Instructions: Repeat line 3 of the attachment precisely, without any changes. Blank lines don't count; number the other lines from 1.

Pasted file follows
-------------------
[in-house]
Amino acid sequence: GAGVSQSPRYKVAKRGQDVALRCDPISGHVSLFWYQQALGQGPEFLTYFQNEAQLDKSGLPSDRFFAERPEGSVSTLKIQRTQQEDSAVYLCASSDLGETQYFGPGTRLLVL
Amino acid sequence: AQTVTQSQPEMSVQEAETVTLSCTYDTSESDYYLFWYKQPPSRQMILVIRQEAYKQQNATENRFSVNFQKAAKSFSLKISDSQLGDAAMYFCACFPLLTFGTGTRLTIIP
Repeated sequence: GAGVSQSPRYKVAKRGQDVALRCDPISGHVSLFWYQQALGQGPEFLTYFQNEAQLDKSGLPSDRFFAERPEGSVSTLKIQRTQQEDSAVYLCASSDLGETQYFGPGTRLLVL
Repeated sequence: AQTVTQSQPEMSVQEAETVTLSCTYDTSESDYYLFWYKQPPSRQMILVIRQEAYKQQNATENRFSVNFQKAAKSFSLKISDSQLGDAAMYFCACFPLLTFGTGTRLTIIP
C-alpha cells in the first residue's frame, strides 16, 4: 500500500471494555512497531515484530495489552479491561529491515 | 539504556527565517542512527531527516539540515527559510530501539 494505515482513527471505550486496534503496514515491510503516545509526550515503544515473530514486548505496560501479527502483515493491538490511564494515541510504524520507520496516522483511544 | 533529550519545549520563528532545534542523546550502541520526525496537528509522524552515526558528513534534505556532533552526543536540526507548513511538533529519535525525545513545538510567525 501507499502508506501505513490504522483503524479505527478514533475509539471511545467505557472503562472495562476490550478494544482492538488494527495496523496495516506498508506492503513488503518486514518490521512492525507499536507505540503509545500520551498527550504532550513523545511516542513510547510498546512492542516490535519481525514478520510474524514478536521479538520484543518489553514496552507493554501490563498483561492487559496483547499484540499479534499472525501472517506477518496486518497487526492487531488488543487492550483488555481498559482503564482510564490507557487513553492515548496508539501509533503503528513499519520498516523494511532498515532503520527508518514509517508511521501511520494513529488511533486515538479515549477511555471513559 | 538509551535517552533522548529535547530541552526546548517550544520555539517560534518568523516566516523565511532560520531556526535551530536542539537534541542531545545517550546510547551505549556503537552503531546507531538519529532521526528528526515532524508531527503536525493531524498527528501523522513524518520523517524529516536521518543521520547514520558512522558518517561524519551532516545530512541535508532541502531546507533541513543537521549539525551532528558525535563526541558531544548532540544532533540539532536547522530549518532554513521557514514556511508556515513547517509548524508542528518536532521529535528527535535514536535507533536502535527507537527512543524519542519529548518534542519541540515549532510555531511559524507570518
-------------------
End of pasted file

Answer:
Amino acid sequence: AQTVTQSQPEMSVQEAETVTLSCTYDTSESDYYLFWYKQPPSRQMILVIRQEAYKQQNATENRFSVNFQKAAKSFSLKISDSQLGDAAMYFCACFPLLTFGTGTRLTIIP